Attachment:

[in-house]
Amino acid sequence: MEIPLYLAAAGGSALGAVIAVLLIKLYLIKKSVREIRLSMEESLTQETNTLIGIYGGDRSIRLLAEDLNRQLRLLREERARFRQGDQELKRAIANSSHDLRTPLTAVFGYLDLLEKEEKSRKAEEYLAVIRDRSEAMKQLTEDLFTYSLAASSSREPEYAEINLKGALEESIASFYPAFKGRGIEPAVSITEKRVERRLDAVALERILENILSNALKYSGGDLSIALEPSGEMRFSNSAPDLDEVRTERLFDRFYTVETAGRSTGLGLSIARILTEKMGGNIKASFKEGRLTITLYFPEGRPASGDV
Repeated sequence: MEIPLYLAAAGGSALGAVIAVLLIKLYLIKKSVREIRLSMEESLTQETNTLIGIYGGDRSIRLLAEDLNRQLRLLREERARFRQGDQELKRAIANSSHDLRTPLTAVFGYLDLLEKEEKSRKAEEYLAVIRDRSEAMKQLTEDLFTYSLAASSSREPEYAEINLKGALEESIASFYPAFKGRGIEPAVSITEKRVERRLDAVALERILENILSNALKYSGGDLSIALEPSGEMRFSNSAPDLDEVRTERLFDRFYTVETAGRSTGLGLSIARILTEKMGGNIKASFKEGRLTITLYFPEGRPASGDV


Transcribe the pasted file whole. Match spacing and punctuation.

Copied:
[in-house]
Amino acid sequence: MEIPLYLAAAGGSALGAVIAVLLIKLYLIKKSVREIRLSMEESLTQETNTLIGIYGGDRSIRLLAEDLNRQLRLLREERARFRQGDQELKRAIANSSHDLRTPLTAVFGYLDLLEKEEKSRKAEEYLAVIRDRSEAMKQLTEDLFTYSLAASSSREPEYAEINLKGALEESIASFYPAFKGRGIEPAVSITEKRVERRLDAVALERILENILSNALKYSGGDLSIALEPSGEMRFSNSAPDLDEVRTERLFDRFYTVETAGRSTGLGLSIARILTEKMGGNIKASFKEGRLTITLYFPEGRPASGDV
Repeated sequence: MEIPLYLAAAGGSALGAVIAVLLIKLYLIKKSVREIRLSMEESLTQETNTLIGIYGGDRSIRLLAEDLNRQLRLLREERARFRQGDQELKRAIANSSHDLRTPLTAVFGYLDLLEKEEKSRKAEEYLAVIRDRSEAMKQLTEDLFTYSLAASSSREPEYAEINLKGALEESIASFYPAFKGRGIEPAVSITEKRVERRLDAVALERILENILSNALKYSGGDLSIALEPSGEMRFSNSAPDLDEVRTERLFDRFYTVETAGRSTGLGLSIARILTEKMGGNIKASFKEGRLTITLYFPEGRPASGDV